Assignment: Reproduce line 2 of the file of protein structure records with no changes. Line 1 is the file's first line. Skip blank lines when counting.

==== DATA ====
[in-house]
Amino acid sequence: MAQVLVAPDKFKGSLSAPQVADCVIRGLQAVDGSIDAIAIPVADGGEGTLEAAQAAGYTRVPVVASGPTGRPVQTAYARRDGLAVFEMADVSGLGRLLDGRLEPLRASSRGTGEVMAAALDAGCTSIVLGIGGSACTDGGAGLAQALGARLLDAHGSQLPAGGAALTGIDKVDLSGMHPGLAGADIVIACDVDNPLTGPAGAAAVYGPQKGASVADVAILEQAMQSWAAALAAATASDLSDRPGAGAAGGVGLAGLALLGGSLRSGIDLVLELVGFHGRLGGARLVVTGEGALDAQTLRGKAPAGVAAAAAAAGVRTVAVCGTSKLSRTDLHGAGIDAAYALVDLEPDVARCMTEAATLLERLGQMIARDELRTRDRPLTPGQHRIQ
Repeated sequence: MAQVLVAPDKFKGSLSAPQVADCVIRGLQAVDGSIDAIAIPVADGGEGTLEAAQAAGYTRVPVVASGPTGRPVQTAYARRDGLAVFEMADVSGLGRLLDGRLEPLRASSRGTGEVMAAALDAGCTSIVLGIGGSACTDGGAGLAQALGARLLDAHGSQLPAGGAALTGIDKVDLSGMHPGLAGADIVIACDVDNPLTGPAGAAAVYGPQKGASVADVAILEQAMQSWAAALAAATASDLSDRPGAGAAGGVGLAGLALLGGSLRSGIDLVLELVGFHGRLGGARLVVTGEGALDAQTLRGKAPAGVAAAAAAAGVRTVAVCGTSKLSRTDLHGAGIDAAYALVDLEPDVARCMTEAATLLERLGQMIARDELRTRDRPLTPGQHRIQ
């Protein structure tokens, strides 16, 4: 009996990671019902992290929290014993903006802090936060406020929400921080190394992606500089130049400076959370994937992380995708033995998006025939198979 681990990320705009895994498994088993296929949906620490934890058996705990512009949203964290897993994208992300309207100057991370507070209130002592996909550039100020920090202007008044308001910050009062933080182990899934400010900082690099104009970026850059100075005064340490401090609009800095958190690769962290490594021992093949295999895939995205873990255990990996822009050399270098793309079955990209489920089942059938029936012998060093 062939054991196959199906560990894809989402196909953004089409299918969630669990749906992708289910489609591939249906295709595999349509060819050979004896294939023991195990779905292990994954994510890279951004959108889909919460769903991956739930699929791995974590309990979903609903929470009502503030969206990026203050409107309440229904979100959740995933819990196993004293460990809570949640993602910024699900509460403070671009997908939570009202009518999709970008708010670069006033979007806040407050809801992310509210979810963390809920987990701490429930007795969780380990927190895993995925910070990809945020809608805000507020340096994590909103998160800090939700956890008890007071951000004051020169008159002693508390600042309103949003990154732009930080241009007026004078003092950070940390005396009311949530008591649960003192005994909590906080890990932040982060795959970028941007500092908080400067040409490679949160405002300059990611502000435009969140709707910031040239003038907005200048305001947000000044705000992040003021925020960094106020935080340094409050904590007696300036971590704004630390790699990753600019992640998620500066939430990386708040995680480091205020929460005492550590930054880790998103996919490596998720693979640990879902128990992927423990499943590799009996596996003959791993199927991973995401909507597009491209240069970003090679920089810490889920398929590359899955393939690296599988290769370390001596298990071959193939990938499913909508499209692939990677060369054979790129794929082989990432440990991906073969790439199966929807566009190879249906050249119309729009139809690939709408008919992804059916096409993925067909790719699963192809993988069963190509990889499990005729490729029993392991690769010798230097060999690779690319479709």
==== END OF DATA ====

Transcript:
Amino acid sequence: MAQVLVAPDKFKGSLSAPQVADCVIRGLQAVDGSIDAIAIPVADGGEGTLEAAQAAGYTRVPVVASGPTGRPVQTAYARRDGLAVFEMADVSGLGRLLDGRLEPLRASSRGTGEVMAAALDAGCTSIVLGIGGSACTDGGAGLAQALGARLLDAHGSQLPAGGAALTGIDKVDLSGMHPGLAGADIVIACDVDNPLTGPAGAAAVYGPQKGASVADVAILEQAMQSWAAALAAATASDLSDRPGAGAAGGVGLAGLALLGGSLRSGIDLVLELVGFHGRLGGARLVVTGEGALDAQTLRGKAPAGVAAAAAAAGVRTVAVCGTSKLSRTDLHGAGIDAAYALVDLEPDVARCMTEAATLLERLGQMIARDELRTRDRPLTPGQHRIQ